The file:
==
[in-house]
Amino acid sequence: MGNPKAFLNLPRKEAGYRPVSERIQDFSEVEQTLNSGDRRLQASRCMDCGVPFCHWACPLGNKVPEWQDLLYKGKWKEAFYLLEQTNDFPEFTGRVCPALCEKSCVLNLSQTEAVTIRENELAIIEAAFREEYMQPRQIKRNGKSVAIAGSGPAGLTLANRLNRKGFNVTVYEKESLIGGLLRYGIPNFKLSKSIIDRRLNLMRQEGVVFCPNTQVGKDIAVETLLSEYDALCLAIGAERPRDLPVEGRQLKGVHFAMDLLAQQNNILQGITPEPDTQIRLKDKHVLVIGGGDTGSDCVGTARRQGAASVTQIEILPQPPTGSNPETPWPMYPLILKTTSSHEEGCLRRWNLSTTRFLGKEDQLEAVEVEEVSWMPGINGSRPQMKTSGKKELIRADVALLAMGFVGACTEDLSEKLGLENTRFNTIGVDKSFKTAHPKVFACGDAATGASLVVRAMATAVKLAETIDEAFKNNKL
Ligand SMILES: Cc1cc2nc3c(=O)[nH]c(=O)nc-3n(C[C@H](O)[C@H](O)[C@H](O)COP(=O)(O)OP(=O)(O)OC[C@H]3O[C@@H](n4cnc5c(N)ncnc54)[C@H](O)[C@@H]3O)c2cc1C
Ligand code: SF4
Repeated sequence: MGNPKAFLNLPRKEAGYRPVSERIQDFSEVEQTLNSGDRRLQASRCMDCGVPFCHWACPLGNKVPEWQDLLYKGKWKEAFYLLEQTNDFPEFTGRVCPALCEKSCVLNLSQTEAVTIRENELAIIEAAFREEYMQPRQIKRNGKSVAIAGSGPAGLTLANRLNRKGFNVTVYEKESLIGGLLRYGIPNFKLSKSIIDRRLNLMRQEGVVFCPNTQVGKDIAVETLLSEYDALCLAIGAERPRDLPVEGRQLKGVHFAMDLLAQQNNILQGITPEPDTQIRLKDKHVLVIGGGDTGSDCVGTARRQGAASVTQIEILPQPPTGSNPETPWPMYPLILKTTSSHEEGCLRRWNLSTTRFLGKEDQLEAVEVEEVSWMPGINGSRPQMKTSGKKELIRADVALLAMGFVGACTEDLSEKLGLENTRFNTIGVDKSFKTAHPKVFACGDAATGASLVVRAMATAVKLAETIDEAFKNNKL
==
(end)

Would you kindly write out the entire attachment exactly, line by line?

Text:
[in-house]
Amino acid sequence: MGNPKAFLNLPRKEAGYRPVSERIQDFSEVEQTLNSGDRRLQASRCMDCGVPFCHWACPLGNKVPEWQDLLYKGKWKEAFYLLEQTNDFPEFTGRVCPALCEKSCVLNLSQTEAVTIRENELAIIEAAFREEYMQPRQIKRNGKSVAIAGSGPAGLTLANRLNRKGFNVTVYEKESLIGGLLRYGIPNFKLSKSIIDRRLNLMRQEGVVFCPNTQVGKDIAVETLLSEYDALCLAIGAERPRDLPVEGRQLKGVHFAMDLLAQQNNILQGITPEPDTQIRLKDKHVLVIGGGDTGSDCVGTARRQGAASVTQIEILPQPPTGSNPETPWPMYPLILKTTSSHEEGCLRRWNLSTTRFLGKEDQLEAVEVEEVSWMPGINGSRPQMKTSGKKELIRADVALLAMGFVGACTEDLSEKLGLENTRFNTIGVDKSFKTAHPKVFACGDAATGASLVVRAMATAVKLAETIDEAFKNNKL
Ligand SMILES: Cc1cc2nc3c(=O)[nH]c(=O)nc-3n(C[C@H](O)[C@H](O)[C@H](O)COP(=O)(O)OP(=O)(O)OC[C@H]3O[C@@H](n4cnc5c(N)ncnc54)[C@H](O)[C@@H]3O)c2cc1C
Ligand code: SF4
Repeated sequence: MGNPKAFLNLPRKEAGYRPVSERIQDFSEVEQTLNSGDRRLQASRCMDCGVPFCHWACPLGNKVPEWQDLLYKGKWKEAFYLLEQTNDFPEFTGRVCPALCEKSCVLNLSQTEAVTIRENELAIIEAAFREEYMQPRQIKRNGKSVAIAGSGPAGLTLANRLNRKGFNVTVYEKESLIGGLLRYGIPNFKLSKSIIDRRLNLMRQEGVVFCPNTQVGKDIAVETLLSEYDALCLAIGAERPRDLPVEGRQLKGVHFAMDLLAQQNNILQGITPEPDTQIRLKDKHVLVIGGGDTGSDCVGTARRQGAASVTQIEILPQPPTGSNPETPWPMYPLILKTTSSHEEGCLRRWNLSTTRFLGKEDQLEAVEVEEVSWMPGINGSRPQMKTSGKKELIRADVALLAMGFVGACTEDLSEKLGLENTRFNTIGVDKSFKTAHPKVFACGDAATGASLVVRAMATAVKLAETIDEAFKNNKL